US Retirement rules generally permit penalty-free withdrawals from age 59 ½. A 10% penalty applies in addition to any taxes owed for early distributions before age 59 ½ that do not meet specific exemption criteria. This article explains the rules around early distributions and strategies to consider.
Generally, it is not recommended to take early distributions from your retirement nest egg simply because these funds are meant to provide lifetime retirement income. That said, the COVID-19 pandemic has produced unforeseen financial impacts on millions of people worldwide, and drawing from US retirement assets may be the last resort necessity. Below is a chart detailing the exceptions to the 10% early withdrawal penalty for the two most common US plan types – Individual Retirement Accounts (“IRA”) (all IRA types including traditional, Roth, and Self Employed) & 401(k) and other employer sponsor plans:
The above chart highlights critical differences between permitted early withdrawals from IRA’s and Employer-Sponsored Plans such as 401(k)’s. IRA plans offer distinct advantages, enabling early withdrawals for higher education expenses, health insurance premiums for the unemployed, and first-time home purchases ($10k limit). Conversely, a 401(k) plan provides distinct advantages such as allowing penalty-free withdrawals from age 55 and greater flexibility with Qualified Domestic Relations Order payments standard in divorce settlements.
SUBSTANTIALLY EQUAL PERIODIC PAYMENTS (SEPP)
A SEPP payment strategy offers penalty-free withdrawals through specified annual distributions for five years or until the account-holder turns 59½, whichever comes later. A SEPP is available to all IRA’s & Employer-Sponsored Plans, regardless of personal circumstances. Payments are calculated according to three different IRS-approved methods, and the 5-year payment schedule must follow one of these three methods. Failure to adhere to the rules may subject the entire sum of SEPPs to the 10% early withdrawal penalty and additional interest.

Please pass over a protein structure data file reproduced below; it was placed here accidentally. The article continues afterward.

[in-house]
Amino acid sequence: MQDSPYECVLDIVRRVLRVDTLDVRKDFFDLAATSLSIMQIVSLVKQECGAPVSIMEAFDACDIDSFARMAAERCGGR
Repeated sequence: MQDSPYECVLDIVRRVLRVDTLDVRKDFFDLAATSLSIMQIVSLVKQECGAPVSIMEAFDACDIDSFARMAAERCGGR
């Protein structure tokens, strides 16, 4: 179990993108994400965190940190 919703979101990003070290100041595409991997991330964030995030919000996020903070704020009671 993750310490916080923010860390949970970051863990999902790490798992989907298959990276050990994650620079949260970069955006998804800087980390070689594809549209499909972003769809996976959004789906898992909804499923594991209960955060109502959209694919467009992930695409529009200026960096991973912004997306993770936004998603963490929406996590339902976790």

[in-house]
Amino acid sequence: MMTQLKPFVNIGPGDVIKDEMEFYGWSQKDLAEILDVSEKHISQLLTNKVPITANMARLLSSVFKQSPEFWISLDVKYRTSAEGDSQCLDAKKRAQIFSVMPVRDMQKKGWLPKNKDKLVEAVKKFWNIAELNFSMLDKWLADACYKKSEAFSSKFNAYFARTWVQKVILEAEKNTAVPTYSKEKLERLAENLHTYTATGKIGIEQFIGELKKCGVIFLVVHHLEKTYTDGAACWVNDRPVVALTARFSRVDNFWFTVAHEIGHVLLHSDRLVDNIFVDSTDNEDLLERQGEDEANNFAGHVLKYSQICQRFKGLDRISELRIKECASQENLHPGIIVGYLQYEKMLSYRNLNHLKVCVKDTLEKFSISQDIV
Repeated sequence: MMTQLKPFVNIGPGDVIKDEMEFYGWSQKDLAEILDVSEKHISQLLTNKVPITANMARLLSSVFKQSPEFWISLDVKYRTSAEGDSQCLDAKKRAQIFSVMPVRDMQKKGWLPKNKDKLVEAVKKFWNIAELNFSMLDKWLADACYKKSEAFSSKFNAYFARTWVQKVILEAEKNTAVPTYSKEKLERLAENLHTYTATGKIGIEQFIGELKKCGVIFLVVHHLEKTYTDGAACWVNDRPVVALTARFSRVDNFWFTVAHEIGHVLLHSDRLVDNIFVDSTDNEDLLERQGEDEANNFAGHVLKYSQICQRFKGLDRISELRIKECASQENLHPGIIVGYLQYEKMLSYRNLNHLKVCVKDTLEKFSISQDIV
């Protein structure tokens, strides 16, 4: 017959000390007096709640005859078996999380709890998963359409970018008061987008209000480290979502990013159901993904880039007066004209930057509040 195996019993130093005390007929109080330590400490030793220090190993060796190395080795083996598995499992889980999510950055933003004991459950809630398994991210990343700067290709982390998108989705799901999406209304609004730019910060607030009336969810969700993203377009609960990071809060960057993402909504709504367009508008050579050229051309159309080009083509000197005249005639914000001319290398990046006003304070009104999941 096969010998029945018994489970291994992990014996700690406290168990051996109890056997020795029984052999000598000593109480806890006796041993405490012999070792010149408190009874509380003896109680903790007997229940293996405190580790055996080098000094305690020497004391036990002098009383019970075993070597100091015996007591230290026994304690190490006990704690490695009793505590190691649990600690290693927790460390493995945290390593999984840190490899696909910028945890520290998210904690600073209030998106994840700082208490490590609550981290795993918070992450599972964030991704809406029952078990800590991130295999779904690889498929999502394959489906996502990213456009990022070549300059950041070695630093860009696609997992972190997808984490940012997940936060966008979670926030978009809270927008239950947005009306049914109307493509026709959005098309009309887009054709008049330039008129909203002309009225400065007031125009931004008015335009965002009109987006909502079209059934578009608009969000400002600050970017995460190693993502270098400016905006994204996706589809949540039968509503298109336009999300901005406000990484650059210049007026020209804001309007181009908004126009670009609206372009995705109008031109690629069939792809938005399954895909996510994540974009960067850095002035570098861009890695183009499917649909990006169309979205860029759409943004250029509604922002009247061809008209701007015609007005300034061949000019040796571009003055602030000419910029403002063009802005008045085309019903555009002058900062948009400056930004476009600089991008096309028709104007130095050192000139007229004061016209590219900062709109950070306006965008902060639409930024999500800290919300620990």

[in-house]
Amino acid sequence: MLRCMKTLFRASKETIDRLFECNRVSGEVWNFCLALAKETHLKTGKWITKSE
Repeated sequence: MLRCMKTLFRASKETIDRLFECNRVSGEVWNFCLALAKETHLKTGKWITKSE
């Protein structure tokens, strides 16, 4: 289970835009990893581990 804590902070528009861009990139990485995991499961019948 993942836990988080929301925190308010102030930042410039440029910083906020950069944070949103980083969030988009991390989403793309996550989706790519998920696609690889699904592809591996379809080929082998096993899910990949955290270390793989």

401(k) Plan Loans
One advantage many (not all) 401(k) plans offer is the ability to take a loan from your plan balance. The loan amount customarily permitted is the greater of $10,000 or 50% of your vested account balance, or $50,000, whichever is less. Notably, loans are not taxed as long as the required repayments are made until the entire balance is repaid. Most plans charge fees and interest to provide loans, so please make sure you understand the terms and conditions of the loan the plan offers. Should you fall short of repaying the whole balance owed, the unpaid balance is fully taxed and charged the 10% early withdrawal penalty if you are younger than age 59½. Conversely, IRA plans do not allow for loans, making loans a distinct advantage of 401(k) plans.In summary, planning the right retirement income strategy requires a detailed plan of action. Picking which plan is best for you depends on the available choices and your personal circumstances, and as fiduciaries, Brite Advisors can help you make the best advise you on your decisions. If you are interested in implementing a personalized retirement income strategy, please contact us to learn more.